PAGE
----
The slight clink of a coin settling on more coins reached my ear and I bent my head in reverence, seeking the blessings from the powerful Deity of Madampe Tanivelle Shrine. More clinking noises resounded through the air, and I realised that I was not alone in my revere as countless others encircled me, emanating the same veneration that I felt. And as August approaches the shrine grounds holds even more allure, for devotees who come to witness the annual festival.
Words Krishani Peiris
If travelling along the Colombo-Puttalam main road, making a stop at the Tanivelle Devalaya is a ritual that many refuse to forego. Held in much prominence and belief, people from all walks of life stop by to offer tributes seeking the blessings of the enshrined deity to ensure a safe journey or to fulfill their innumerable hopes.
The most striking edifice of the Shrine is the prancing horse adorned in white that is said to be the symbol of the horse ridden by Prince Taniya Vallabbha
The Shrine is said to have been named after Prince Taniya Vallabbha, who was the ruler of the region and son of the second queen consort of King Veera Parakramabahu VIII. Built in the Kotte period, Tanivelle Shrine has a proud history and a Bo Tree that dates back more than 250 years. In that time Madampe, where the Shrine now stands, was a focal point in the trade of tusks, precious stones and rice generating much revenue for the Kotte Kingdom. To rule such a powerful source of income, the King entrusted the reigns to Prince Taniya Vallabbha who ruled the area with much compassion and sagacity winning the hearts of all people with his bravery and competence. He is said to have defeated an impostor of the Mukkar clan, from South India, who posed a great threat to the trading in the Kingdom, together with his equally heroic brother, Sakalakala Vallabha, viceroy of Udugampola. Further he was renowned as a ruler who revived the agrarian culture of the region paving the way for a self sufficient and prosperous era. As a homage for his deeds, the Prince was deified, after his demise, and the Shrine was built to venerate and solicit his blessings in agriculture and the path to success of the people.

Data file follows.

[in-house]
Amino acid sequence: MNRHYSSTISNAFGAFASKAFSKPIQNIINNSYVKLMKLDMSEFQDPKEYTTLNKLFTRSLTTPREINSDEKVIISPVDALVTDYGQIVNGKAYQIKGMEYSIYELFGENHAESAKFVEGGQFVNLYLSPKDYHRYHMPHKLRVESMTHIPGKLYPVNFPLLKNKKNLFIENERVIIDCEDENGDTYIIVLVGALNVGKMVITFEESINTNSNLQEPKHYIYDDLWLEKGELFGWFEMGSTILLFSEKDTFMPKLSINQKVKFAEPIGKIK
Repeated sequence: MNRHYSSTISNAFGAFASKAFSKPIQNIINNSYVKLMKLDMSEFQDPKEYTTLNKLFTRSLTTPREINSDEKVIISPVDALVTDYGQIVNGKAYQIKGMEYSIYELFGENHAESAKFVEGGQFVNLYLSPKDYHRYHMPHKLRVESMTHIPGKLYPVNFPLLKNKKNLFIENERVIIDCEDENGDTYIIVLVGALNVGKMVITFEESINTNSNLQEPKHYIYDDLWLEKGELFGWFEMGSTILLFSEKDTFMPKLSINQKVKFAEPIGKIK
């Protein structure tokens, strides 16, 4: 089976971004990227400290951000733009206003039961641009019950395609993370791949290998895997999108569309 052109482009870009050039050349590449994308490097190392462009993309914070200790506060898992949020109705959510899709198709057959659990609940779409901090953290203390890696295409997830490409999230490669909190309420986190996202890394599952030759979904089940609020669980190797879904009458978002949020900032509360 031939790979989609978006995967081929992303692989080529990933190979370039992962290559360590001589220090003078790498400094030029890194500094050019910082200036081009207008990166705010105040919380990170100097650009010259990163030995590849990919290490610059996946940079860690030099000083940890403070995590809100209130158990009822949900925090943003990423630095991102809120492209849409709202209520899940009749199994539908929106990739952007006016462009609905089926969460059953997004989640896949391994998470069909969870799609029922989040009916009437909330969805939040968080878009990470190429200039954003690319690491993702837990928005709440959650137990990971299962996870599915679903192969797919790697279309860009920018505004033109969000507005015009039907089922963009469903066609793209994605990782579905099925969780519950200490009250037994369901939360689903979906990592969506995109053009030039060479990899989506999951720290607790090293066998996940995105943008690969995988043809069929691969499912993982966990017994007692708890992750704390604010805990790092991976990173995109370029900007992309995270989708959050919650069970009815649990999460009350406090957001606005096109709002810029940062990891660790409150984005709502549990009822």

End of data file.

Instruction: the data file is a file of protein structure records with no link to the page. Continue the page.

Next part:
The most striking edifice of the Shrine is the prancing horse adorned in white that is said to be the symbol of the horse ridden by Prince Taniya Vallabbha. Recounts of the Prince riding like the wind through the region, bestride on the white beast with a white turban wrapped on his head has led to fascinating stories through the years. Half a mile from the Shrine is the Senanayake Aramaya built by Gate Mudaliyar, L M W Senanayake, D M W Senanayake, Doris Senanayake and family utilising their own funds in the 1950s. A Stupa, named the Sri Sambuddha Jayanthi Stupa, erected as a commemoration of the 2,500th anniversary of Lord Buddha’s parinibbana, engages the gaze. Modelled out of solid granite and hued in a light brown, the Stupa enshrines many rare sacred relics of Buddha and Arahants received from Pakistan and India.
Come August and a festive air holds the temple grounds captive in its grasp as the Shrine prepares for its main festival and the groundwork begins on the Wednesday that leads to the festival day, which usually falls on a Saturday. On Wednesday, around seven in the morning, a bunch of unripened bananas are first buried in the ground. As part of the rite, a hole is dug and smoked before the bananas are buried. The next day is reserved for Kevum making, where 25 Kevum are made for the residing deity separately, following traditional cooking methods, while more are made for the visiting devotees. This may at times continue on until Friday.